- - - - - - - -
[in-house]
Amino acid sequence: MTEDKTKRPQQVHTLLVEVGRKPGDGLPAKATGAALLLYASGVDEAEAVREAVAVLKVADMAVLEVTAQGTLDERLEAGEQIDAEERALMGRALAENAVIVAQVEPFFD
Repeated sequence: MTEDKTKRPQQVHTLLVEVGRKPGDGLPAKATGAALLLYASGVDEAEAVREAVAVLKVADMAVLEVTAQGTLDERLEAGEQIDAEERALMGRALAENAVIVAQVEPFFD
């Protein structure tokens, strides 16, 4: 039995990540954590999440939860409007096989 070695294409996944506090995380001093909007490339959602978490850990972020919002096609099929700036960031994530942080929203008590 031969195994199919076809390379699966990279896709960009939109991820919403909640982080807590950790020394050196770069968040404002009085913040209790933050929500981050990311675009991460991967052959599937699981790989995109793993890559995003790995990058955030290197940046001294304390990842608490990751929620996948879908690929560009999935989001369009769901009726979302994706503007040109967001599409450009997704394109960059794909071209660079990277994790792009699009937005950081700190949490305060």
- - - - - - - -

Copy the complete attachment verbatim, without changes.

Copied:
[in-house]
Amino acid sequence: MTEDKTKRPQQVHTLLVEVGRKPGDGLPAKATGAALLLYASGVDEAEAVREAVAVLKVADMAVLEVTAQGTLDERLEAGEQIDAEERALMGRALAENAVIVAQVEPFFD
Repeated sequence: MTEDKTKRPQQVHTLLVEVGRKPGDGLPAKATGAALLLYASGVDEAEAVREAVAVLKVADMAVLEVTAQGTLDERLEAGEQIDAEERALMGRALAENAVIVAQVEPFFD
């Protein structure tokens, strides 16, 4: 039995990540954590999440939860409007096989 070695294409996944506090995380001093909007490339959602978490850990972020919002096609099929700036960031994530942080929203008590 031969195994199919076809390379699966990279896709960009939109991820919403909640982080807590950790020394050196770069968040404002009085913040209790933050929500981050990311675009991460991967052959599937699981790989995109793993890559995003790995990058955030290197940046001294304390990842608490990751929620996948879908690929560009999935989001369009769901009726979302994706503007040109967001599409450009997704394109960059794909071209660079990277994790792009699009937005950081700190949490305060």